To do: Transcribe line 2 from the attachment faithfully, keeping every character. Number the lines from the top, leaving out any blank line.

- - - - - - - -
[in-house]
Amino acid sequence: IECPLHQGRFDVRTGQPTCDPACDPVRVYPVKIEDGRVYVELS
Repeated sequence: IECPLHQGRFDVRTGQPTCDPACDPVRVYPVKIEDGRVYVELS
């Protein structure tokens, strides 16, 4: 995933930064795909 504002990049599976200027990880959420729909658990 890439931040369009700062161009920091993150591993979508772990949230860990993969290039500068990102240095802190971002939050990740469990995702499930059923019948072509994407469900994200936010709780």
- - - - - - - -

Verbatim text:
Amino acid sequence: IECPLHQGRFDVRTGQPTCDPACDPVRVYPVKIEDGRVYVELS